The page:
Most people remember today in history as the day John F. Kennedy was assassinated but few realize November 22nd is the day Noddy was 'born' 50 years ago. The small fresh-faced picture of an innocent English toy is still going strong with four million Noddy books being sold world-wide every year. Such is his fame, and that of his wise companion Big Ears, that the colour of Noddy's car, driven on unleaded these days, has become a children's Trivial Pursuit question. Noddy's red and yellow car has been seen around the world in 200 million books in forty languages since 1949, according to Enid Blyton Ltd.

(Press Assn — c.November, 1999).
Noddy is Big Time. Noddy is All-Pervading and it's time for proof of this. On a Thursday evening at 8pm I'm on stage at the village hall and I yell out to the audience:

"The Mystery of the Burnt Cottage. Noddy Goes to Toyland."

I ask them for comments and many hands go up. The second title is the one that will have stimulated the memory banks. One or two persons might remember reading an Enid Blyton book about 'Find-Outers' or something but 'Noddy' will hold the limelight.

I try it again.

"Noddy Goes to School. The Island of Adventure." Once again, as I have correctly gauged, the majority will have no trouble relating to the little nodding man.

Another attempt:

"Noddy gets into Trouble. Five on Kirrin Island Again."

Here's where I make my big mistake. I've just yelled out a title that could be considered as powerful, if not more so, than the Fabulously Famous Noddy. I have to discreetly withdraw — one cannot take the name of the Kirrins in vain. Furthermore, as it's past 8pm, every single hand would probably rise for the 'Famous Five' because all the little children will be asleep in their beds.
Noddy is still 'Very Big-Time' though and he's been going strong since 1949. Despite his ability to raise ire in people who possess a certain view and a certain upbringing if you know what I mean (I think you do), he will not go away. It's only fair and reasonable that the three or maybe four people in the world who have never heard of Noddy should learn of him and those others who are dickering as to whether they should re-read the series can have their interest aroused. Commenting on Noddy is really a matter of revealing most of the contents because they are little books with fairly benign plots designed for small children who generally don't surf around the internet reading reviews and who may get the most pleasure from viewing all the lovely colourful pictures whilst mother or father reads the story to them.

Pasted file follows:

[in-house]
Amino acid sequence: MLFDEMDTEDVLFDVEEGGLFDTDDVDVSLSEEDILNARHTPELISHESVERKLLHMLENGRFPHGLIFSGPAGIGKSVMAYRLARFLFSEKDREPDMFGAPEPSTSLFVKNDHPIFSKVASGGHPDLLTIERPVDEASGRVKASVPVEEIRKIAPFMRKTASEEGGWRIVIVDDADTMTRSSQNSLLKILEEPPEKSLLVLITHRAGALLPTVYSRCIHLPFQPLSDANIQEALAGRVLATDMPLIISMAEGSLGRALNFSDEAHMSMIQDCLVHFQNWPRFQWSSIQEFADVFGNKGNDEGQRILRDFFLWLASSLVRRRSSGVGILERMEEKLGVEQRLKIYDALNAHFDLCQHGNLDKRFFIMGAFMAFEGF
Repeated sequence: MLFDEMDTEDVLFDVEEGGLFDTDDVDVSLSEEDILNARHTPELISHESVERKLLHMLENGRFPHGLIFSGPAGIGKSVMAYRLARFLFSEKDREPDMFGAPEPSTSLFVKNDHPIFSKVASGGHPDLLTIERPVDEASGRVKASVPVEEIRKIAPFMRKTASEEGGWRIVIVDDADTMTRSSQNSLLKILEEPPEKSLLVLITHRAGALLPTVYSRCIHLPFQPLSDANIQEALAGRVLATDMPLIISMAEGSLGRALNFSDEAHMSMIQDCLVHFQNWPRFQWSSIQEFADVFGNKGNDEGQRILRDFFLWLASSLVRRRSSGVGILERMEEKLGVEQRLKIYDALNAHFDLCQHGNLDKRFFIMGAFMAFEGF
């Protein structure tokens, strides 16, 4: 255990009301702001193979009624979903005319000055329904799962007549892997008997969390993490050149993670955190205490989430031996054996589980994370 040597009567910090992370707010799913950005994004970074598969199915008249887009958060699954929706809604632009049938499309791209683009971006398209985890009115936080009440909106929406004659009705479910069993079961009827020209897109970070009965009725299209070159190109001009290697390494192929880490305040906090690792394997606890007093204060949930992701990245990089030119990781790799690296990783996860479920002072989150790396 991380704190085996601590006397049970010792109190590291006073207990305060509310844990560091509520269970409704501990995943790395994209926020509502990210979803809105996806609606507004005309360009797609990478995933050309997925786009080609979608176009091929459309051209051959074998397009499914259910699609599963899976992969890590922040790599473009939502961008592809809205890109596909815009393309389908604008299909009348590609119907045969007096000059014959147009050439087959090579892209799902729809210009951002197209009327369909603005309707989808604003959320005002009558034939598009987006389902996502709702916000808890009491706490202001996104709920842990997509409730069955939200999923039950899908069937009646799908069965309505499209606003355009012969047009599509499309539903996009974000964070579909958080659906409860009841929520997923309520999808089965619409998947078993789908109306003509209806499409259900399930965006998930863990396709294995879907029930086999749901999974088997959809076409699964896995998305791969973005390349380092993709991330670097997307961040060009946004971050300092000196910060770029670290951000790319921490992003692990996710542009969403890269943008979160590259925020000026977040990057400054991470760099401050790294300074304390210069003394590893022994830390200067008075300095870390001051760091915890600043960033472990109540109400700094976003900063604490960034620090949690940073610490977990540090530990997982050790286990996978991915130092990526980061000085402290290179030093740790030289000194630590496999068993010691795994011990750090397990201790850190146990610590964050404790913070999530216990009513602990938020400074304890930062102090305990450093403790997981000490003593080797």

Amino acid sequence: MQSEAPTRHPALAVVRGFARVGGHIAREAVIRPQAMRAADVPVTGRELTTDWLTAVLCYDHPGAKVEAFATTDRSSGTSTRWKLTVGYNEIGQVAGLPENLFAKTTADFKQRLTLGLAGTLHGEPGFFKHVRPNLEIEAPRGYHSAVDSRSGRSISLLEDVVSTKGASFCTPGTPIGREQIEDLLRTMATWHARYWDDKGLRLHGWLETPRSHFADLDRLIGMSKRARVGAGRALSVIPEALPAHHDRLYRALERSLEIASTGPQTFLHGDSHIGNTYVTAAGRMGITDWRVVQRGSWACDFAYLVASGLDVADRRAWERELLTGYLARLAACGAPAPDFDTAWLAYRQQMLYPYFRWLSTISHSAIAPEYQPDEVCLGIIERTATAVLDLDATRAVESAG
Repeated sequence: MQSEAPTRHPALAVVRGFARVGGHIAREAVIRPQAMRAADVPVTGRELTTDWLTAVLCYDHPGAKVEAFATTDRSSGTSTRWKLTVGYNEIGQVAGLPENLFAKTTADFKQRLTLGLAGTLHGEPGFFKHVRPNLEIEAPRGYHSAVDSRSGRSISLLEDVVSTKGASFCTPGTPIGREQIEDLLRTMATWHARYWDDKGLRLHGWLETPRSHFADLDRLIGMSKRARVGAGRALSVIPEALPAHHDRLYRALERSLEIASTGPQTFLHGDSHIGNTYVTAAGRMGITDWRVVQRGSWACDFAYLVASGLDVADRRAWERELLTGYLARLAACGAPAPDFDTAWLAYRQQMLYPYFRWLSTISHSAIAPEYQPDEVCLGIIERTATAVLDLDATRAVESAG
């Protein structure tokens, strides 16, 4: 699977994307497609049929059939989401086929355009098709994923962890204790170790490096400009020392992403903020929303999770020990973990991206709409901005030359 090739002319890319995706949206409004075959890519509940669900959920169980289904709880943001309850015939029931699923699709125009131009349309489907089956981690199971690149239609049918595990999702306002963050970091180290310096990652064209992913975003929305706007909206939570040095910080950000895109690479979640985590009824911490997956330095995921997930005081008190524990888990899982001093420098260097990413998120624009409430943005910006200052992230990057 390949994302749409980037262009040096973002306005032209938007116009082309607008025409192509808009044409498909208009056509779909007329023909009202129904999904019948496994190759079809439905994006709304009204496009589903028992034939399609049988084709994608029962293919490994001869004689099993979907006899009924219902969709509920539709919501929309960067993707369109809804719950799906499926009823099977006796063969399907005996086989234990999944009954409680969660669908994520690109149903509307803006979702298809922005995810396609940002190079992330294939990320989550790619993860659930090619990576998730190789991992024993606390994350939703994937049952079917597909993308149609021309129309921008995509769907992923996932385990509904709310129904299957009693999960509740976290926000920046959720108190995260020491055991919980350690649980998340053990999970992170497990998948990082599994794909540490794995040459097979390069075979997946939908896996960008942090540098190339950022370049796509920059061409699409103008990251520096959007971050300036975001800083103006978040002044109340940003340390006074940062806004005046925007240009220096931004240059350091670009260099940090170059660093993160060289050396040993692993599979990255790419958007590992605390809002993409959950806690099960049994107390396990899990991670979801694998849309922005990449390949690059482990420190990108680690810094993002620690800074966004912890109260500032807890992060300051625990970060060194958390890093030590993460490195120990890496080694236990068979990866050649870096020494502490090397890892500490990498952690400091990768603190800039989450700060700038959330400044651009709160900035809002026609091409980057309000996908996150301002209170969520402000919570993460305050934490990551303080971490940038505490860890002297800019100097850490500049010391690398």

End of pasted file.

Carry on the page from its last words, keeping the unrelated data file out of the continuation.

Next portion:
Noddy lives in Toyland but he first had to get there and then he had to go to court and prove he was a toy in order to stay there. Here's what happened:

Big-Ears (the opening words in the very first Noddy book!) is bicycling through the woods when he crashes into someone. Down he goes as does the other person and then they sit up and appraise each other. Big Ears is a fairly run-of-the-mill brownie with a tall conical red hat and a long white beard but the other figure seems to be of an unknown species. It looks like a little man with a shock of brown hair and a head that has a tendency to nod all the time. Big-Ears has a few questions to ask ... as you do when you encounter a naked man strolling through the forest. He asks him why his head nods and the little man tells him it's the way the thing is balanced — he has to nod when he speaks.

"Where do you live?"

"I belonged to Old Man Carver away in the woods. He made me." It's quite inspiring to learn a few facts about this remarkable little character who has swept the continents of the world.

"You've got funny eyes — and funny hair too."

"The old man made holes in my wooden head and then pushed blue beads into the holes" says the nodding man. "He made my hair out of bits of fur from his cat's back."

"Why have you run away?"

"Because it's so lonely with Old Man Carver ... and he's carving a lion now. I don't like lions ... I want to live with lots of people."

The story then follows on with Big-Ears stating that as the little wooden man is not a brownie he can't live with him in his own town so he offers a lift on his bike to the station in order that he can catch a train to Toyland. Along the way he enquires as to the little man's name and it turns out that he doesn't have one. It's here that a very historic moment takes place — Big-Ears christens him with a very appropriate name — 'Noddy' and then decides to accompany him to Toyland. A little train features on the covers of the Noddy books and a similar one takes him and his new found friend off on their journey. There are plenty of passengers amongst of which are a rabbit, dolls, a pink cat, several golliwogs and even some clockwork mice who are bound for Clockwork-Mouse-Town.

Noddy reaches Toyland and he alights with Big-Ears at Toy Village — ready to begin the life which has affected teachers, librarians, professors, and many others of that ilk who have taken it upon themselves to dictate as to what children should and should not read.